As I’m sure most are familiar with by now, firefighters in Tennessee recently refused to put out a house fire because the family hadn’t paid the service fees, and despite their offers to pay them, the fire company let the house burn to the ground. While this is a terrible tragedy, there are several important lessons about public policy here, and -as the title to this post suggests- there are several lessons that aren’t here, which people seem to believe are.

Like Paul Krugman I do think that this case presents a somewhat apt example for the moral hazard of health care, and that if you can’t credibly refuse to deny a service to someone it makes sense to force them to pay for it in advance. The question is, can they credibly deny the service?

On the one hand I think the townspeople who hadn’t been paying their service fees probably got up to date pretty quickly after this incident, as the fire company very much demonstrated that they can credibly deny service.

On the other hand, given the public outcry against this and the fact that a neighbor’s house caught on fire as a result, perhaps the fire company has learned that they can’t credibly deny service.

An important question remains for the locals in that area: having watched a neighbor’s house burn down, are you prepared to wager that your other neighbors have learned their lesson? This gets at an underappreciated public goods aspect of the issue that is aside from clear danger externality: nobody likes to watch their neighbor’s house burn down. It is a giant, unignorable, tragic, and heartbreaking spectacle that I’m sure every neighbor of that Tennessee home would have, ex post, willingly paid to avoid. This means that aside from danger externalities, there is an additional reason why fire insurance would be under-provided. It may be that given a level of mortgage debt and risk preferences, the service fee the fire company charged was not worth it even for a rational homeowner. But taking into consideration their neighbor’s desire to not see the house burn, it is likely inefficient for them not to have it. This suggests a mandate or tax.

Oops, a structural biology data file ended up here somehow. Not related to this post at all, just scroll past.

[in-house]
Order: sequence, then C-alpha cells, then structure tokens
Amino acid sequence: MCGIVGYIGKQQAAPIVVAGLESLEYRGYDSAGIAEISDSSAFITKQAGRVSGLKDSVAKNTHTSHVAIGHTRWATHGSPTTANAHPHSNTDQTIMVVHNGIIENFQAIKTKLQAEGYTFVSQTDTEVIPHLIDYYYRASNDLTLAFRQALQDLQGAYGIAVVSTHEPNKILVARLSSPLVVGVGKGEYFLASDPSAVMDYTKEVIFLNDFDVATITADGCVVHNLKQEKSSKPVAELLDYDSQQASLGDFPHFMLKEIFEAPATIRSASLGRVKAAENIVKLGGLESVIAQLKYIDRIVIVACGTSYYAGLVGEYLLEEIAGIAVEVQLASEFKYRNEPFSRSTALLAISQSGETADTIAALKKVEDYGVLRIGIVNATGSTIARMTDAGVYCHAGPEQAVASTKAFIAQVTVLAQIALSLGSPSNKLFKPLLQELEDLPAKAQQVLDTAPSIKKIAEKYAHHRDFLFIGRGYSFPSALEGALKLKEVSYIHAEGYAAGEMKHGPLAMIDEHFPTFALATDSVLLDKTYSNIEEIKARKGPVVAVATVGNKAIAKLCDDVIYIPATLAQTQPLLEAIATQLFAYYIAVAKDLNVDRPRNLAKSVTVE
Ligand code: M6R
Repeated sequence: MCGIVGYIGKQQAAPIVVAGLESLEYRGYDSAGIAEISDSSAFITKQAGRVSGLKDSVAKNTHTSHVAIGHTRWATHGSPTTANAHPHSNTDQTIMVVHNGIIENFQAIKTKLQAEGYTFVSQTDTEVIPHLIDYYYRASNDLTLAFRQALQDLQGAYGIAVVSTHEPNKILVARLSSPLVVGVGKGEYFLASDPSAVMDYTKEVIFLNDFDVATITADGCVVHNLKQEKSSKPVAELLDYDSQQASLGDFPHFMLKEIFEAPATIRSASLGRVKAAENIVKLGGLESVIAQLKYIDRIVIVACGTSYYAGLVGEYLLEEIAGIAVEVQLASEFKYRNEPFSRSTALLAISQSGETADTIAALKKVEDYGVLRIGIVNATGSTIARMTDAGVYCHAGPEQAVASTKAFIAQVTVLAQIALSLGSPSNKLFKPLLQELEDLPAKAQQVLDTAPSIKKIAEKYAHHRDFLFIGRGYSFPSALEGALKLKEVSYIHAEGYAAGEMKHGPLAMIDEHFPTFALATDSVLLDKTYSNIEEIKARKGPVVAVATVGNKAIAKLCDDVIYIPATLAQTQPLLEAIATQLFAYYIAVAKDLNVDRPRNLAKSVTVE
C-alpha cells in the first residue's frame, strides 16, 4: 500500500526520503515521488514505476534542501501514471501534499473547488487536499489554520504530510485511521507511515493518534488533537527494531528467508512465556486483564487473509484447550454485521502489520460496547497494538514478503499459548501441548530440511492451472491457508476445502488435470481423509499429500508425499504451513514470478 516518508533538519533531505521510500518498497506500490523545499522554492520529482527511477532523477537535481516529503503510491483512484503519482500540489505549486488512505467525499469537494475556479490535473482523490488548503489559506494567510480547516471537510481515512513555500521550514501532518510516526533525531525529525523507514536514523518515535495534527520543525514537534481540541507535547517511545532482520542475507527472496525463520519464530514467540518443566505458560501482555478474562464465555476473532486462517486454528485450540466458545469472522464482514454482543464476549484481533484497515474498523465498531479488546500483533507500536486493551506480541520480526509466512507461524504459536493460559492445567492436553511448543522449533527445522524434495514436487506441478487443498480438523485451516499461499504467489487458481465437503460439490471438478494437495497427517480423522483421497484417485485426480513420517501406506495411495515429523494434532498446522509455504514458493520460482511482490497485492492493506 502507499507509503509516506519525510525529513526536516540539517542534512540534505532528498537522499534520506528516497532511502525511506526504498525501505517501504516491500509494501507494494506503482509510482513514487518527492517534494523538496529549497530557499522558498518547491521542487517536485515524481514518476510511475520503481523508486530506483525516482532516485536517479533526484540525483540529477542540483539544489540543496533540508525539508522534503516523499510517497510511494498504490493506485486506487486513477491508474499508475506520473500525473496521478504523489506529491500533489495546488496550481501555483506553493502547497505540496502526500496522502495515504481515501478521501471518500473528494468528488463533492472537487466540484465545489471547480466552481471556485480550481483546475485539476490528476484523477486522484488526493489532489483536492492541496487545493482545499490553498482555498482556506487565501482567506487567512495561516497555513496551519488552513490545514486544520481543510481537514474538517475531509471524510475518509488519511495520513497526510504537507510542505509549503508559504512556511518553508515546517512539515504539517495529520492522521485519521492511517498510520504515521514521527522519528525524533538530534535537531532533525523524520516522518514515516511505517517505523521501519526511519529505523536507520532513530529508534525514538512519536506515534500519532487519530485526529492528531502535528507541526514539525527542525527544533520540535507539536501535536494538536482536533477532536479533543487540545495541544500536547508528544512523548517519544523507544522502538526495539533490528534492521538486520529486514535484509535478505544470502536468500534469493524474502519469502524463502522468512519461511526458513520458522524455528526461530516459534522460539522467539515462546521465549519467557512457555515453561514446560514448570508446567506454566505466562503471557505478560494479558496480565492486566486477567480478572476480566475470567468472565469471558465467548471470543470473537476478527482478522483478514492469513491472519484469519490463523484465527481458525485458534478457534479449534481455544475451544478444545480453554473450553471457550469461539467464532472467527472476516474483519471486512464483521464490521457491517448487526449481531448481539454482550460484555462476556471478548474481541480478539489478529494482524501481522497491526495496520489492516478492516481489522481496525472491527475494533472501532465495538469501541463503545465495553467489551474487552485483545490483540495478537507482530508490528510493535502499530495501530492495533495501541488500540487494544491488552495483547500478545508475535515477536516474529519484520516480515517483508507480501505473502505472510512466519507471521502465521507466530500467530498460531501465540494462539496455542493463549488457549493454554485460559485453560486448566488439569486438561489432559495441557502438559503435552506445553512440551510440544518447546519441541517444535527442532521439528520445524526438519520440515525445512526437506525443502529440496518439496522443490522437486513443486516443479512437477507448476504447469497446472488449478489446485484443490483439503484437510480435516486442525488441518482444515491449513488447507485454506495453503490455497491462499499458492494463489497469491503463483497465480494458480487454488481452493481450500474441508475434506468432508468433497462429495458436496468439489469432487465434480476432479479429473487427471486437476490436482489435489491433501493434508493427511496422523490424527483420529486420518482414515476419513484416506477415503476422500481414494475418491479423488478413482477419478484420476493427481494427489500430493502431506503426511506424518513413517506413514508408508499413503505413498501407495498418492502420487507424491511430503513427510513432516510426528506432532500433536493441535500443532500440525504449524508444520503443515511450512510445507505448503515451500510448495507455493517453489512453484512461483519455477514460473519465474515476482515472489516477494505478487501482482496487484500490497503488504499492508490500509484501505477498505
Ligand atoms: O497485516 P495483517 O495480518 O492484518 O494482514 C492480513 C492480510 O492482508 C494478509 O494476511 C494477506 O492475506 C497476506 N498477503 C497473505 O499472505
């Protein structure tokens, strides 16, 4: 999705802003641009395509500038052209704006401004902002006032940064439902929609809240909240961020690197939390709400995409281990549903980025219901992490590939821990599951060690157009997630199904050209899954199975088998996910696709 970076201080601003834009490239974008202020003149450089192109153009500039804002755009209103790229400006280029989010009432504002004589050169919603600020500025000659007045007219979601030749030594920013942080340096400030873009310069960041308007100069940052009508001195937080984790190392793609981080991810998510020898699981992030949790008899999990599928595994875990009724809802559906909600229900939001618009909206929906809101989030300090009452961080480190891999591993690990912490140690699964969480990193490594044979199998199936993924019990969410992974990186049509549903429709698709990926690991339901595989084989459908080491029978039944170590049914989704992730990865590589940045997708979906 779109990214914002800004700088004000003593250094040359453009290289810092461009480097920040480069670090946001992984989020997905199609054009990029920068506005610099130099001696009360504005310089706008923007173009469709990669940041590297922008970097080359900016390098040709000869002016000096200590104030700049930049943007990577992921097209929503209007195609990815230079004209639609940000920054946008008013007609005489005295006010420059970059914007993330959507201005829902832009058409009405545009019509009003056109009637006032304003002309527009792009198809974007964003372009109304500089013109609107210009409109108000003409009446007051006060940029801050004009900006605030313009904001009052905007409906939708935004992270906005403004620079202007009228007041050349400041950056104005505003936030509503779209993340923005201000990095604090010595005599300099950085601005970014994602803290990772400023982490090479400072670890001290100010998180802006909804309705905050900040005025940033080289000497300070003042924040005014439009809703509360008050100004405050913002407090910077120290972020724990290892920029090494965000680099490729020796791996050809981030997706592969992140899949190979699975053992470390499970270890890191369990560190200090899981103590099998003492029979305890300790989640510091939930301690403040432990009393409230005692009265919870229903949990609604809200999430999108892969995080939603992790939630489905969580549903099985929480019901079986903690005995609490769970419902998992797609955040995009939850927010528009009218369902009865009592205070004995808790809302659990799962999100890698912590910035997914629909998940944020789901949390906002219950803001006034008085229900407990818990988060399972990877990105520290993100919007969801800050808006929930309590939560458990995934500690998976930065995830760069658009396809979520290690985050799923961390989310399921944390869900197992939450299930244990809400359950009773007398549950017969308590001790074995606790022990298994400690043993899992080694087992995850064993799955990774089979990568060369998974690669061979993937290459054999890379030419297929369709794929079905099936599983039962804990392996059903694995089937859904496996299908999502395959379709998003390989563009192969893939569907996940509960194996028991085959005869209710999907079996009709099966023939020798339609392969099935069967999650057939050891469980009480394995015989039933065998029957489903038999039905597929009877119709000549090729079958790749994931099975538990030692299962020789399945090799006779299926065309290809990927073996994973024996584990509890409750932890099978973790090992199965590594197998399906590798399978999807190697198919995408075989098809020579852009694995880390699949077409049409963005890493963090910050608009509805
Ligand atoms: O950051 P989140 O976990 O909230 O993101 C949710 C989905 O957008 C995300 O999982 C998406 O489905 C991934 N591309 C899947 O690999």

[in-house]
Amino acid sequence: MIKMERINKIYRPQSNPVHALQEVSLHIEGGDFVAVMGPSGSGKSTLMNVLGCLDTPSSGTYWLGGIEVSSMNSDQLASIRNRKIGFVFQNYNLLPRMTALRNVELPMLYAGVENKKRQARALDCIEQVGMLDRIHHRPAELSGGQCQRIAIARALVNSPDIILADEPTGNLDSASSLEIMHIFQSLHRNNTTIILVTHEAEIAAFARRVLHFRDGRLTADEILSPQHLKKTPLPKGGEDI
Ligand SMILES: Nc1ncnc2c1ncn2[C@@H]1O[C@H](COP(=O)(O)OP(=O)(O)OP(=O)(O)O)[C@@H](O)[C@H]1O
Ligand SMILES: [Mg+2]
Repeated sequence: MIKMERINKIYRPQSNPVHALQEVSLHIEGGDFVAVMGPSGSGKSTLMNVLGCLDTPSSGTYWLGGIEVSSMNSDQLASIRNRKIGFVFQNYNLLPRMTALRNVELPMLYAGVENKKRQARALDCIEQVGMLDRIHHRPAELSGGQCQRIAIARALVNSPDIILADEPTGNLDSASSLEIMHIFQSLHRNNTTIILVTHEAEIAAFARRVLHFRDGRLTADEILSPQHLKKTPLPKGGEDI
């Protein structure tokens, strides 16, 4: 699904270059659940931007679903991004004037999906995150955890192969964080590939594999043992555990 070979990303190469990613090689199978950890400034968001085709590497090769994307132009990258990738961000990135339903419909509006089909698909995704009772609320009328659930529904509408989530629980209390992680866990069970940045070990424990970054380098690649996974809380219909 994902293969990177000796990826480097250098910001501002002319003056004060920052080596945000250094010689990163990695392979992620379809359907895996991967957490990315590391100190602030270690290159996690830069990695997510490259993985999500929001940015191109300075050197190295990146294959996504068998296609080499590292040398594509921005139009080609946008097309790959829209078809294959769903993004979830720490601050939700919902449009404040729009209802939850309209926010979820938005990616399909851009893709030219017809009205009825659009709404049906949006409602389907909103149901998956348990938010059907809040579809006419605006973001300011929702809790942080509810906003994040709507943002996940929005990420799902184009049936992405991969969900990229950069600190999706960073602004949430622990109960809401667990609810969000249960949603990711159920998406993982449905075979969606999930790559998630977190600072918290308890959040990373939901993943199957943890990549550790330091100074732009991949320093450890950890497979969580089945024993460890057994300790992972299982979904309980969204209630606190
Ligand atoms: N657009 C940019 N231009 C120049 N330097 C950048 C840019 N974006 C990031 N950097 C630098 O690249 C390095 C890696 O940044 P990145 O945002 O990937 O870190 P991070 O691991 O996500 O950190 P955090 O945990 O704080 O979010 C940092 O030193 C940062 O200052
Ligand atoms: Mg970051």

On the other hand, I strongly disagree with the contention that this tells us anything about libertarianism. Is a voluntary provision of public services more libertarian than a mandatory provision? Yes, on the margin. But saying this is a “failure” of libertarianism, or that libertarian thinking is to blame, is like blaming the huge debts of the U.S. Postal Service on libertarianism because the post office isn’t a completely free service paid for by taxes. It’s also like blaming the failure of Fannie/Freddie on libertarians because they were GSEs rather than fully government run. For many libertarians these may be second, third, or fourth best outcomes, but for far more government optimists they are first or second best outcomes; this is a failure of government optimism.

In addition, I have to believe that the fire company was simply behaving in accordance with the law, and that they weren’t responding to the fire because they weren’t allowed to. At the very least they had no monetary incentive to go put that fire out (one would think they had plenty of moral incentive, but apparently that wasn’t enough). In contrast, had they had been a for profit company free to behave in a profit maximizing way, they would have certainly gone to put out the fire as they could have perfectly price discriminated.  This is a “sinking ship” scenario sometimes discussed in price gouging contexts, as discussed here by Richard Posner:

Suppose a ship is sinking, and another ship comes along in time to save the cargo and passengers of the first. The second ship demands, as its price for saving the cargo and passengers of the first ship, that the owner of the ship give it the ship and two-thirds of the rescued cargo, and the captain of the first ship, on behalf of the owner, being desperate agrees.

Clearly, this is a highly profitable and pareto improving scenario. Posner informs us, however, that such contracts are unenforceable under admirality law and common law, so this might limit a private fire company’s ability to profit here.

Nevertheless, unlike a government run fire company, a private one would have plenty of incentive to put out the fire.